Are other banks vulnerable after SVB, Signature collapse?

  • Federal authorities stepped in after two large banks collapsed
  • Experts say the recent failures are not cause for panic
  • The Biden administration assures taxpayers won't be on the hook

(NewsNation) — Before last week, most Americans had probably never heard of Silicon Valley Bank (SVB). It was the 16th largest bank in the country that primarily served technology companies and venture capital firms before it failed on Friday following a wave of withdrawals by fearful depositors.

The collapse was the second-largest bank failure in history and had ripple effects for similar financial institutions. By Sunday, New York-based Signature Bank had also failed.

Federal authorities took steps over the weekend to prevent the turmoil from spreading, but many Americans will be left wondering whether the failures are a sign of things to come.

Financial experts NewsNation spoke to agreed the recent collapses are not cause for panic, and believe SVB’s downfall stemmed from mismanagement rather than systemwide issues.

will everyday Americans be impacted?

Those without deposits at SVB or Signature Bank could still feel the impact of subsequent tumult in the financial sector. Multiple bank stocks plunged Monday. Shares of First Republic Bank were down over 60%. Charles Schwab stock fell as much as 23% before regaining some of its losses in the afternoon.

Uneasiness on Wall Street may impact consumers’ financial portfolios in the short term.

“That fear ripples through the markets and shows up, unfortunately, in our retirement plans,” said Dan Roccato, a finance professor at the University of San Diego.

SVB’s collapse also set off widespread concerns among tech insiders and startup founders that companies would be unable to make payroll in the coming days — a scenario that would leave employees without a paycheck.

Those fears appear to be somewhat alleviated after the government’s action Sunday night. The Federal Deposit Insurance Corporation (FDIC) has said it will pay a portion of uninsured deposits in the form of an “advanced dividend.”

Are major banks vulnerable?

Bank runs are nothing new but there are a few factors that suggest SVB’s downfall could be a unique, black swan event. Unlike large retail banks whose names are more familiar to the average American, SVB largely served technology startups and venture capital firms. As a result, roughly 95% of its deposits were uninsured in business accounts above the $250,000 FDIC ceiling.

With a narrower, concentrated deposit base, SVB became more vulnerable to a mass withdrawal. When word spread that the bank’s investments were struggling, enough depositors attempted to pull their money out that the bank collapsed.

“The failure of Silicon Valley Bank was, in large part, their own doing,” said Greg McBride, the chief financial analyst at “They took a leap off the high dive without making sure there was water in the pool.”

Roccato agreed that the bank’s failure mostly boiled down to mismanagement and misunderstanding its client base. For that reason, the financial bleeding could remain fairly contained.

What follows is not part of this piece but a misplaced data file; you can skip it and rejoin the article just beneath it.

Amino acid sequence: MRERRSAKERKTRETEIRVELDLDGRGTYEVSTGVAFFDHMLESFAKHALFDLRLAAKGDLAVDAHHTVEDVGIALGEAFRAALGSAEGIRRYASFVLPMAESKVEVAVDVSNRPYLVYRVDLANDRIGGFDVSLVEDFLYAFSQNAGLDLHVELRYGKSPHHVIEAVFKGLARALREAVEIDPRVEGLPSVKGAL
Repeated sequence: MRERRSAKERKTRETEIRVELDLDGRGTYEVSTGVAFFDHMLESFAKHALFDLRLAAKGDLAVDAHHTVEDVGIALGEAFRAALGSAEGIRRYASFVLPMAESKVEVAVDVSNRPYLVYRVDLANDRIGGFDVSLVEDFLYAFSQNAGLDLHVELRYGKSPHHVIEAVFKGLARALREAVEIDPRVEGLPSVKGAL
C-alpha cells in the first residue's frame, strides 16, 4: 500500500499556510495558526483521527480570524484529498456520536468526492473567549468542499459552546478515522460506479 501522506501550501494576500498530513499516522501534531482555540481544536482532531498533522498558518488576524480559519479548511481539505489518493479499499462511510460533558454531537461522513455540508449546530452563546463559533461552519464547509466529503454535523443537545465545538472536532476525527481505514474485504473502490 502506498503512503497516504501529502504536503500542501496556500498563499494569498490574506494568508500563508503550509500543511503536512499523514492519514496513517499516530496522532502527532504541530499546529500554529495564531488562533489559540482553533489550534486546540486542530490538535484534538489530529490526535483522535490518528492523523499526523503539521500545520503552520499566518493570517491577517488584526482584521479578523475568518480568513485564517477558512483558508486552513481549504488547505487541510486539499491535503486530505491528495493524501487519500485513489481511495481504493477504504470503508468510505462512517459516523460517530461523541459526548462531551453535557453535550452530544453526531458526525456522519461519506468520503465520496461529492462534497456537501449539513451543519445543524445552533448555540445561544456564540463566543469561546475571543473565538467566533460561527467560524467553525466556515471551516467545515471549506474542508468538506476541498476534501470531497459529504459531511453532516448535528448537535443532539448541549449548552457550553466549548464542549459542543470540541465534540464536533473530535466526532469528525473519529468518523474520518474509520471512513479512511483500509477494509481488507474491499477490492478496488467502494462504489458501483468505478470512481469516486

should i be worried about my own savings?

The recent failures are no reason to panic, both experts agreed.

For the vast majority of Americans with deposits in checking, savings and money market accounts amounting to less than $250,000, their money is backed by the federal government via FDIC insurance.

“The bottom line for accountholders — be it businesses or consumers — is that the money that you have in banks and credit unions is safe,” said McBride. “You don’t need to do anything.”

Those looking to reduce risk should make sure their financial institution is FDIC-insured, Roccato noted. Families with more than $250,000 to deposit should open separate accounts to make sure the full amount is covered.

Since FDIC insurance began in 1934, no depositor has lost a single penny of insured funds due to bank failure.

are taxpayers footing the bill?

On Monday, President Joe Biden insisted that recent maneuvers to shore up the financial system would not fall on the American people.

“No losses will be borne by the taxpayers,” said Biden. “Let me repeat that: No losses will be borne by the taxpayers.”

Instead, the Biden administration says the costs will be covered by FDIC fees which are paid by the banks.

Republican presidential candidate Nikki Haley was quick to call the move a “bailout” and said depositors at healthy banks would be forced to step in when the deposit insurance fund runs dry.

Prominent Wall Street investor Bill Ackman praised Biden’s decision and said it was not a bailout, pointing out that the insurance fund would recoup losses by assessing more premiums on the banks.

It remains to be seen whether those premiums are ultimately passed on to bank customers.

what did federal authorities do?

On Sunday, federal authorities took steps to ensure all clients at both banks could access their money, even those with holdings above the federally-insured limit of $250,000.

Regulators did so by transferring all deposits to newly created “bridge banks” that are backed by the FDIC. The move will allow customers to access their funds by ATM and debit cards as if nothing has changed.

The plan is intended to shore up confidence in the banking system and prevent any additional bank runs.

“All depositors of the institution (SVB) will be made whole,” the FDIC said in a statement Monday.

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